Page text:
Billy Ridgeway is a loser who doesn’t seem to realize he’s a loser, and he’s waiting for the world to deliver everything he thinks he deserves. It just may be his lucky day when Lucifer shows up at his house, promising to have his novel published if Billy does one little task for him.
Billy initially says no, thinking grand thoughts that saying no to the Devil means he’s actually a good and noble person. Then he gets drawn into a weird world of warlocks and poetry readings, and Lucifer’s deal seems to be the only way out.
It’s an okay story, but Billy is really hard to root for. He’s kind of a clueless jerk, seriously self-absorbed, a lousy roommate and boyfriend, and doesn’t understand why he’s always broke when he doesn’t bother showing up to his sandwich-making job. He thinks he tries hard, but he’s totally coasting and feeling abused that all his dreams haven’t come true. Lucifer is a more likeable character.
Like Billy, the writing thinks it’s cleverer than it is. Each chapter has little subheadings, letting you know what’s coming: “Cultural Norms and When to Ignore Them. Drunk Senior Editors. Scary Architecture. Oh Yeah Don’t Forget About God.” And then those things all get lightly touched on during the chapter. It’s like the author is saying “Hey look! I’m going to be clever! Don’t miss this bit right here!”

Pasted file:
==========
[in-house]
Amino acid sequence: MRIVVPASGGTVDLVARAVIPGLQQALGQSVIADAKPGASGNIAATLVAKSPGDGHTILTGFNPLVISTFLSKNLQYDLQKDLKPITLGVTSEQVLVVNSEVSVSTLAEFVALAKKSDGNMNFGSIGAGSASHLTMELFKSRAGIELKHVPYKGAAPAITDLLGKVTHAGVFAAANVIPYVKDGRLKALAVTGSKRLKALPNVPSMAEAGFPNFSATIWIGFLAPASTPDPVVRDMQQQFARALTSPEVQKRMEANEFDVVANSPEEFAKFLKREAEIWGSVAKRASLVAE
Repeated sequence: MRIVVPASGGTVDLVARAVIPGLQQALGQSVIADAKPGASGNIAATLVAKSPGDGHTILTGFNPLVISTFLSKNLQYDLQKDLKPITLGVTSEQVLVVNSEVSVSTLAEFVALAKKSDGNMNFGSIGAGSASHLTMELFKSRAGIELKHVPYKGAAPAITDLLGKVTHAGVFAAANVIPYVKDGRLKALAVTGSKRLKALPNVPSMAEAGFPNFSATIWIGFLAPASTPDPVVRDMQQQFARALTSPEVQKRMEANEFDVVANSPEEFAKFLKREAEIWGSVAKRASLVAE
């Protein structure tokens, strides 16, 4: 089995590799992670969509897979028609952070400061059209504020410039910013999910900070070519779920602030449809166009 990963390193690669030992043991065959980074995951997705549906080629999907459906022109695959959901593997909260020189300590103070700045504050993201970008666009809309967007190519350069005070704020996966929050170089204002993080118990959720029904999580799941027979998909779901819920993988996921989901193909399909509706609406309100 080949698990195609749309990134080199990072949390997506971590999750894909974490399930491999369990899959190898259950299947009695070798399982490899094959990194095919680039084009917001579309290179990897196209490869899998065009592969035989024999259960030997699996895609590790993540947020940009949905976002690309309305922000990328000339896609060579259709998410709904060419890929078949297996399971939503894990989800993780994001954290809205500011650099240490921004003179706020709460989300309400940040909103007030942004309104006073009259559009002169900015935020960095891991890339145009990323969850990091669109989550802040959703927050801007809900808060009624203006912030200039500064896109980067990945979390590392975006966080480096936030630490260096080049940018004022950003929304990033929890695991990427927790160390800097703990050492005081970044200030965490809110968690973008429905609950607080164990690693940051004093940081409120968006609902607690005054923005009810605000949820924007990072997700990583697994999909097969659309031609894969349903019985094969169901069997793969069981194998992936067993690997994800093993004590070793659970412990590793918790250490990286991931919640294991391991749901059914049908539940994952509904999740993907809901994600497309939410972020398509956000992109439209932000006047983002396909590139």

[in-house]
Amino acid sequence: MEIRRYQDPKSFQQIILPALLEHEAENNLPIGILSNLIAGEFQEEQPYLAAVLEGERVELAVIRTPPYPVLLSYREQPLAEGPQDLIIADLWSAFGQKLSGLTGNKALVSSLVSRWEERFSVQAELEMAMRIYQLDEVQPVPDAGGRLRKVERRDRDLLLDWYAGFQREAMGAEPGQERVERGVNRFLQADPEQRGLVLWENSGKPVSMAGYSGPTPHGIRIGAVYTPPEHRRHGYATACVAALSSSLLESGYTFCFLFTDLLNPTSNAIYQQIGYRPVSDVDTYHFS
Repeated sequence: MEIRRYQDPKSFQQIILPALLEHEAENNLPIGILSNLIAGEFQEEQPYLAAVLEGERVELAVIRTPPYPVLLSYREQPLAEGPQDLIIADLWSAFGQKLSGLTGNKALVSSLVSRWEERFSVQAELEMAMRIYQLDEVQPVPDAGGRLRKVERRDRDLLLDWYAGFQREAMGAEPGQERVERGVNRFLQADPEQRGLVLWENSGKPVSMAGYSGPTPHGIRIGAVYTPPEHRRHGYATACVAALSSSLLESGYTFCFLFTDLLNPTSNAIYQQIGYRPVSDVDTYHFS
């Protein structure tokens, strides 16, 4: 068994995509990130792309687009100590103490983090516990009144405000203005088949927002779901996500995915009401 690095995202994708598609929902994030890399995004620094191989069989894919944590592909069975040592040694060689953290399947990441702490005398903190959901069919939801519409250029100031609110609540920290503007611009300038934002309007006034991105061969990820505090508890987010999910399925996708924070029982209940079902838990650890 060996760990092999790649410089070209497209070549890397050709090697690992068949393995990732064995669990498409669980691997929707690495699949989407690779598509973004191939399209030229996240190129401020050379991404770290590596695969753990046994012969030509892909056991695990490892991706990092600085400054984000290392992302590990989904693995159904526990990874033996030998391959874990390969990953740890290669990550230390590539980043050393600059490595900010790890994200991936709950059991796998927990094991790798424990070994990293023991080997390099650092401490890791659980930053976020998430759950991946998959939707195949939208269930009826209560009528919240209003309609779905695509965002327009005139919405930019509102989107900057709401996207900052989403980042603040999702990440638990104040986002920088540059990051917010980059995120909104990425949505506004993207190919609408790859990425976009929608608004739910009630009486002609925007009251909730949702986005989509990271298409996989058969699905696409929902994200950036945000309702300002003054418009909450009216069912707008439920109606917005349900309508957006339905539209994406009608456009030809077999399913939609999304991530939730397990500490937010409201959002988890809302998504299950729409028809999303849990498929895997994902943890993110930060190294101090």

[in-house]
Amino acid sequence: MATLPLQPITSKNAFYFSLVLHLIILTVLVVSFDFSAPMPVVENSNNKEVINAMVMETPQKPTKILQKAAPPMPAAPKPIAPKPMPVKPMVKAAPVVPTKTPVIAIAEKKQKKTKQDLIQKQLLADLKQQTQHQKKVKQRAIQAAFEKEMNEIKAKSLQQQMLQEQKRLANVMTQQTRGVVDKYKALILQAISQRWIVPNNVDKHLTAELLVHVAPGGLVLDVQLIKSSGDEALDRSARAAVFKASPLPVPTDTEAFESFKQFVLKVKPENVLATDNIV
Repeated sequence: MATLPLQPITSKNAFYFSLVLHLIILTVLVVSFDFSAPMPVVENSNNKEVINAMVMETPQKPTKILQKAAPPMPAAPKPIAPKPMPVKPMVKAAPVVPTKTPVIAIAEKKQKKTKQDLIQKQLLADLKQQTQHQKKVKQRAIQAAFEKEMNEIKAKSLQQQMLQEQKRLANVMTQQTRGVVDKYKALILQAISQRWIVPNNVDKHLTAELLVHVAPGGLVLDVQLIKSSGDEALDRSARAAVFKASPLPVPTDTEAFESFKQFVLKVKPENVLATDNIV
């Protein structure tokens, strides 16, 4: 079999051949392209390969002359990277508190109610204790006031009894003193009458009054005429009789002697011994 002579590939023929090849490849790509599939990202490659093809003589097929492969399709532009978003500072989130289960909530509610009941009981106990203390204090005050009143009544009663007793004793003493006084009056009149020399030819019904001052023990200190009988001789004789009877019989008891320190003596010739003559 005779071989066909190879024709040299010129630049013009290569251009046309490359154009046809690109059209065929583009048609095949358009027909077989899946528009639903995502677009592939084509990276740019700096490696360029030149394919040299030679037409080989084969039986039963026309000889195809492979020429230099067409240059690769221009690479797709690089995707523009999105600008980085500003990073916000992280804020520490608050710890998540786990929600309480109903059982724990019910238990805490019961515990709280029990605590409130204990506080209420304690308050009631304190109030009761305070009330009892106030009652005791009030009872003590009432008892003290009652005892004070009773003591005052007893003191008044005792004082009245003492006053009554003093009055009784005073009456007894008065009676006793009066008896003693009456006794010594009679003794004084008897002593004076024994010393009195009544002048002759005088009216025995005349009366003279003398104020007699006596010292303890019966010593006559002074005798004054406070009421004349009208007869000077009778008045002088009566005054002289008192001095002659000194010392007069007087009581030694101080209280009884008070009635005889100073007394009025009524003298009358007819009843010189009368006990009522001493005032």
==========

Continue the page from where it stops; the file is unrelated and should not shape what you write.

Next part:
Billy inevitably accepts Lucifer’s proposal, and then we get to the Weirdness, as promised. Things are a little goofy, and it’s actually a little annoying to see Billy get to be the hero of his story, just like he always thought he deserved. It feels a little unearned.
At one point, Billy is whining about getting his ass kicked by the warlocks (he thinks he should succeed in his quest with no speedbumps), and senses Lucifer rolling his eyes: “He wonders, briefly and unhappily, whether the Devil is a better man than he.” There are those little glimpses of self-awareness throughout the book, but nothing ever really sinks in.
The story is a fun ride, and I think the author has potential. This is Bushnell’s first novel, and I think he could settle in and be less “trying too hard.” And a more likeable character could help too.